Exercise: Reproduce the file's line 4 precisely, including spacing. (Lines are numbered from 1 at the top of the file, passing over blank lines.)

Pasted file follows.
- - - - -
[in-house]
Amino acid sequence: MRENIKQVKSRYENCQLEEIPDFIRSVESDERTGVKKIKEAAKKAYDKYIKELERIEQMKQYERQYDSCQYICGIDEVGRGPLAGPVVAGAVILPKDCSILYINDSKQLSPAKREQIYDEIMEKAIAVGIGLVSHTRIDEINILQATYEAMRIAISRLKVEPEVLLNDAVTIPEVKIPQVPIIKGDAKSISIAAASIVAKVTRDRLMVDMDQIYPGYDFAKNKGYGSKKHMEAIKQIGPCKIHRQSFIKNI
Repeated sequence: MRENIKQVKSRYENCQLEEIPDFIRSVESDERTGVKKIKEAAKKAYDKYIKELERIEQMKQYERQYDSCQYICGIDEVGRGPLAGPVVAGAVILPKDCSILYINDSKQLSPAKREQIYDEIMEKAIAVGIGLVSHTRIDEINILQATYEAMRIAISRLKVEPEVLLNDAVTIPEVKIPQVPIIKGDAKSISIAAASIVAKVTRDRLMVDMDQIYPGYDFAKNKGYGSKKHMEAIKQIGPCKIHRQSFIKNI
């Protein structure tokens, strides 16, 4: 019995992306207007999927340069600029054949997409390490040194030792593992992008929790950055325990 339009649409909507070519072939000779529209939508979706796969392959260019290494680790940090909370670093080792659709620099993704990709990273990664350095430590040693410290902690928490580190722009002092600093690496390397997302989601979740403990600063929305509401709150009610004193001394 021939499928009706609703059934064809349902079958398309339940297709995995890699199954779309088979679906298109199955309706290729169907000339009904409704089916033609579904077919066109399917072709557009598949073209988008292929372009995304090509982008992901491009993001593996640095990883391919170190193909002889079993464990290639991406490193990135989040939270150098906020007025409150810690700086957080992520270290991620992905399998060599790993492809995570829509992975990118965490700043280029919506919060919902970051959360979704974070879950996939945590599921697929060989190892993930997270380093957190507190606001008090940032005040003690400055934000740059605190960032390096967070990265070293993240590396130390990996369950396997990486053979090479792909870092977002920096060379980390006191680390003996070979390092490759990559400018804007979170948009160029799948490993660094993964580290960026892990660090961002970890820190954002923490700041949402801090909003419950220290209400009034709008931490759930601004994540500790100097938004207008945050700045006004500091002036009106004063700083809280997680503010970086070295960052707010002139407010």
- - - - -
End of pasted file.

């Protein structure tokens, strides 16, 4: 019995992306207007999927340069600029054949997409390490040194030792593992992008929790950055325990 339009649409909507070519072939000779529209939508979706796969392959260019290494680790940090909370670093080792659709620099993704990709990273990664350095430590040693410290902690928490580190722009002092600093690496390397997302989601979740403990600063929305509401709150009610004193001394 021939499928009706609703059934064809349902079958398309339940297709995995890699199954779309088979679906298109199955309706290729169907000339009904409704089916033609579904077919066109399917072709557009598949073209988008292929372009995304090509982008992901491009993001593996640095990883391919170190193909002889079993464990290639991406490193990135989040939270150098906020007025409150810690700086957080992520270290991620992905399998060599790993492809995570829509992975990118965490700043280029919506919060919902970051959360979704974070879950996939945590599921697929060989190892993930997270380093957190507190606001008090940032005040003690400055934000740059605190960032390096967070990265070293993240590396130390990996369950396997990486053979090479792909870092977002920096060379980390006191680390003996070979390092490759990559400018804007979170948009160029799948490993660094993964580290960026892990660090961002970890820190954002923490700041949402801090909003419950220290209400009034709008931490759930601004994540500790100097938004207008945050700045006004500091002036009106004063700083809280997680503010970086070295960052707010002139407010």